US President Joe Biden says his relations with India are ‘very good’

WASHINGTON (Reuters) – U.S. President Joe Biden said on Friday he shares a “very good” relationship with India and had visited the country twice, as he left for the weekend at his home in Delaware.
The president told reporters at the White House that he had been briefed on the three Americans missing in Ukraine.
“I don’t know where they are. But I want to say it again. Americans shouldn’t go to Ukraine. I say it again. Americans shouldn’t go to Ukraine,” he said. In response to a question about India, Biden said, “I’ve been to India twice and will be back. My relationship with (India is) very good.”
Biden’s remarks came a day after State Department spokesman Ned Price said the United States was there for India and reiterated that New Delhi’s relationship with Moscow has grown. over several decades when Washington was “not prepared or able to be a partner of choice” for the Indian government.
Price was responding to a question about whether the United States was speaking with Indian authorities as India and other Asian countries become an increasingly vital source of oil revenue for sanctions-hit Russia, despite the strong pressure from the United States.
“We’ve had a number of discussions with our Indian partners, and the point we’ve made is that each country is going to have a different relationship with Moscow,” Price told reporters at his daily press briefing on Thursday.
Russia has overtaken Saudi Arabia to become India’s second-biggest oil supplier behind Iraq as refiners buy Russian crude available at a deep discount after the war in Ukraine, data from India recently showed. ‘industry.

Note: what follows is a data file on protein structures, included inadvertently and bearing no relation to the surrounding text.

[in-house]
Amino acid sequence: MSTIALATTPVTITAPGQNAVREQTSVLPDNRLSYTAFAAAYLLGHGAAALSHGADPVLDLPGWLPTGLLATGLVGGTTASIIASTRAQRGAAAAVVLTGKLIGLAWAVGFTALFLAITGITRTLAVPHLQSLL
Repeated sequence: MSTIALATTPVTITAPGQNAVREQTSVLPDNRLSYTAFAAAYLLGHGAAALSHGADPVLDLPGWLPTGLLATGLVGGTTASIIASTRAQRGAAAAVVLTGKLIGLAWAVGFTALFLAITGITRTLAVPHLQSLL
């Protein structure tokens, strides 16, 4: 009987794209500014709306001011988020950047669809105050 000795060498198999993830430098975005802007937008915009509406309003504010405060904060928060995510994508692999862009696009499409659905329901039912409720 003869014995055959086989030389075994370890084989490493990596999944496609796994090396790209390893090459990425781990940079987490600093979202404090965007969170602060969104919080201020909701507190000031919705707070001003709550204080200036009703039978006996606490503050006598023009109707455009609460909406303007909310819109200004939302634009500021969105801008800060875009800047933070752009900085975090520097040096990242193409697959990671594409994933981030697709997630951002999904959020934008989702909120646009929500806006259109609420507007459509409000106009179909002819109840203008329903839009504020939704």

India, the world’s third largest oil importer and consumer, has long defended Russian crude oil purchases after President Vladimir Putin ordered an invasion of Ukraine. The Oil Ministry said last month that “energy purchases from Russia remain miniscule compared to India’s total consumption”.
Price said India’s relationship with Russia has developed over several decades.
“It developed over decades at a time when the United States was not prepared or able to be a partner of choice for the Indian government,” he said.
“That has changed. It’s a legacy of a bipartisan tradition now that has been the case for over two decades. It really goes back to the Clinton administration, certainly the George W Bush administration, where the United States has sought a partnership with India, sought to be a partner of choice for India, including in security,” he said.
It’s not a partnership built over days, weeks or months, Price said.
“I have already mentioned that India’s relations with Russia have been built over several decades as countries reorient their relations with Moscow, as we have seen many of them do. It will be a gradual process,” he said in response to a question.
“But throughout all of this, we have made it clear to our Indian partners that we are here for them. We are ready and able, and willing to partner with them. And that is exactly what we have done,” Price said.
“Of course, we had a ‘2+2’ dialogue with our Indian partners not too long ago. We will see Prime Minister Narendra Modi again under I2U2, the arrangement we have with the United Arab Emirates and Israel, as well as India, by incorporating India into many of the partnerships that we have, including, of course, the Quad,” he said.
“And it’s a group that this administration has sought to revitalize, and it has done so at very high levels,” the official added.
To reinvigorate and revitalize American alliances globally, the United States, United Arab Emirates, India and Israel have formed a new group called I2-U2. The four countries in the new group will hold their first virtual summit next month.
Quad includes Japan, India, Australia and the United States. The four countries in 2017 had shaped the Quadrilateral coalition to counter China’s aggressive behavior in the Indo-Pacific region.

Kevin E. Boling